Journalists and schools of journalism have embraced the model of “advocacy journalism.” Some writers and academics now reject the very concept of objectivity in journalism. For example, Stanford journalism professor Ted Glasser has explained that journalism needs to “free itself from this notion of objectivity to develop a sense of social justice.” He insists that “journalists need to be overt and candid advocates for social justice, and it’s hard to do that under the constraints of objectivity.”
This approach was captured recently and quite vividly by Lauren Wolfe, the fired freelance editor for the New York Times, who has not only gone public to defend a pro-Biden tweet but published a piece titled, “I’m a Biased Journalist and I’m Okay With That.”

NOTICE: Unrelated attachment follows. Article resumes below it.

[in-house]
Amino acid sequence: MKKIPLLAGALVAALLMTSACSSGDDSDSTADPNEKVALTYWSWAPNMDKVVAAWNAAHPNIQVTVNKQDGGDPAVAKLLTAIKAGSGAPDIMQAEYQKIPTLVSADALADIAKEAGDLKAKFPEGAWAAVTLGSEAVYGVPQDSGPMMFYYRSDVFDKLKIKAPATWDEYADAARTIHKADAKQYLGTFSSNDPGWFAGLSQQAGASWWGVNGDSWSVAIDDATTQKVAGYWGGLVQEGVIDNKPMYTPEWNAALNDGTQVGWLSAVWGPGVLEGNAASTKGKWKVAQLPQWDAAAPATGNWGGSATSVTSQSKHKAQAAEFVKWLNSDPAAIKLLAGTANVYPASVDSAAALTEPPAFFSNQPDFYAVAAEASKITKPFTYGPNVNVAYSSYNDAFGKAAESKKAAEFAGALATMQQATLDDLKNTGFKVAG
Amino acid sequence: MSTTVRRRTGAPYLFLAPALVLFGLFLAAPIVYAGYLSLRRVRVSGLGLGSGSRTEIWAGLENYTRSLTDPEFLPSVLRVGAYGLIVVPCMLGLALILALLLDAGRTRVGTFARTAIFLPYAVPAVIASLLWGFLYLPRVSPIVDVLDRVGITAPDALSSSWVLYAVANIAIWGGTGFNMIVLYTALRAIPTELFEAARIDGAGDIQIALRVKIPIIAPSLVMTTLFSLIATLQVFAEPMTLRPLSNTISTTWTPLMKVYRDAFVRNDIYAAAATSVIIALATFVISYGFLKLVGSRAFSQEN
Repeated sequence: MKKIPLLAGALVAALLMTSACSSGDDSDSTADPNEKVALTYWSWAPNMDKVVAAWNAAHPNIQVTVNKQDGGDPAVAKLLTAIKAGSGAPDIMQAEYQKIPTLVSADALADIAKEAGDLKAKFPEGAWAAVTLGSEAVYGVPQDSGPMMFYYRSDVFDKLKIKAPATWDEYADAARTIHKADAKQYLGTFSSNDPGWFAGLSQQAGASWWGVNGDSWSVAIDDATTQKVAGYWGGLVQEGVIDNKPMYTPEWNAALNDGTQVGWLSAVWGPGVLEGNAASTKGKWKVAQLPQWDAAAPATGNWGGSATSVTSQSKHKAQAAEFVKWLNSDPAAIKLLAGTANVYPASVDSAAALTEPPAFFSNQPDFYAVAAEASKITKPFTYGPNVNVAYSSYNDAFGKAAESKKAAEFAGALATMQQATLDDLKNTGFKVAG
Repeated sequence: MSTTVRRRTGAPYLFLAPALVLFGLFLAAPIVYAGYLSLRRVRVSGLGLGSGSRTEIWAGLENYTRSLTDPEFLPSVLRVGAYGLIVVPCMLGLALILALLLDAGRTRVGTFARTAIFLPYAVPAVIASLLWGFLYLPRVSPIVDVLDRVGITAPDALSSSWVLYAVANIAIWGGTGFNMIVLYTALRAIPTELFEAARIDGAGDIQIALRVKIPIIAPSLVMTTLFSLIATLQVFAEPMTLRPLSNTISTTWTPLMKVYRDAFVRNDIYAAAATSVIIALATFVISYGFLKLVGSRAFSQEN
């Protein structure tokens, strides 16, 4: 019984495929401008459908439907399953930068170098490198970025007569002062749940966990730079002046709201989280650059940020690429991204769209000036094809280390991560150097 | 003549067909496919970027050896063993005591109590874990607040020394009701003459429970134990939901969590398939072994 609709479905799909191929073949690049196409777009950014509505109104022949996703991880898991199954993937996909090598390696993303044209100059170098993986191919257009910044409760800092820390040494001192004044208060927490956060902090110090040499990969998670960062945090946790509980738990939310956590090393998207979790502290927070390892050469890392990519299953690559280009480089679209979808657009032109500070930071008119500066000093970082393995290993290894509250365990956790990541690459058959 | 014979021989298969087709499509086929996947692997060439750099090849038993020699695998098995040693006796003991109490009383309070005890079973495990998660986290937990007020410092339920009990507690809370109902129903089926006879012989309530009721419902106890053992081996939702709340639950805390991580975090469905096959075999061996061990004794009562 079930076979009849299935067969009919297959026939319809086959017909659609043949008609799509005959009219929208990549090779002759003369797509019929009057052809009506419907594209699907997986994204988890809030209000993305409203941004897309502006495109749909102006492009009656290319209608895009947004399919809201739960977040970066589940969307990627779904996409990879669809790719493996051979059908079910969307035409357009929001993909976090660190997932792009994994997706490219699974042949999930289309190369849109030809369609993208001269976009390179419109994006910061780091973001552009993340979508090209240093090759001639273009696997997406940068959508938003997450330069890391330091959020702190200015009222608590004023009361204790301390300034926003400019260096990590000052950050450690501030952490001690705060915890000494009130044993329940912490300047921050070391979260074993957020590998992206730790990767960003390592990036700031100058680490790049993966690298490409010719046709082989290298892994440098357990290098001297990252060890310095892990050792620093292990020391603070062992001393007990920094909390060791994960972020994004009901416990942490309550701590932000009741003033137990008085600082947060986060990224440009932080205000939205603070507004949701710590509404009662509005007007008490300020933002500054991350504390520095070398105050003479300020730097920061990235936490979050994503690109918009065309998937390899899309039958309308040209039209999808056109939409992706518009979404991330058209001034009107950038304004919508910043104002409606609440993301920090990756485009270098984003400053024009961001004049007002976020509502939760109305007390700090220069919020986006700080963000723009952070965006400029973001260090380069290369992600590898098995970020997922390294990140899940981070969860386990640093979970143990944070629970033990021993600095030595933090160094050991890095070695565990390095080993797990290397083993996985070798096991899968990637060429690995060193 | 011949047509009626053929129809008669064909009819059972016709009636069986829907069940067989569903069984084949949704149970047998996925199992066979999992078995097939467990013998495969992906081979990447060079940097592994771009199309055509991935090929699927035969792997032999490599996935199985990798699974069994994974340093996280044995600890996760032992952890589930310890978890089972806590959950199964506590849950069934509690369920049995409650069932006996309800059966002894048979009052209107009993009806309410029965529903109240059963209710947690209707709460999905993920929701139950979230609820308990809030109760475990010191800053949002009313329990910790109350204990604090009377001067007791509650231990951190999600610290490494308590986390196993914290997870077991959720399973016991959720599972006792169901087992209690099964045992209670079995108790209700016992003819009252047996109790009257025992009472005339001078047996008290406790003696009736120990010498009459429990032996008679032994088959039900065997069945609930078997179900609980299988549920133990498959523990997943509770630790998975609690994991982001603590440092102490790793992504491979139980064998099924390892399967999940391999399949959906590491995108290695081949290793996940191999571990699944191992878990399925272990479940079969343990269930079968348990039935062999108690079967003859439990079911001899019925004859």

With market pressures transforming media in the advocacy journalism model, defamation lawsuits could now be the vehicle to protect rather than destroy journalism. The Times and other media outlets have shown they are unwilling or unable to resist demands for unbiased coverage.
As sacrilegious as it may sound, a little liability may now be just what journalism needs.
Since many editors seemingly lack the courage to stand up to advocacy journalists, they may be able to summon a modicum of courage to state (however reluctantly) that “those damn lawyers” are forcing them to be more balanced and accurate in their reporting. This would not be the first time that liability served as a substitute for courage.
It may also be time to revisit the “actual malice standard” and its application to public figures. Some justices have already begun to raise questions over whether the court went too far after New York Times v. Sullivan.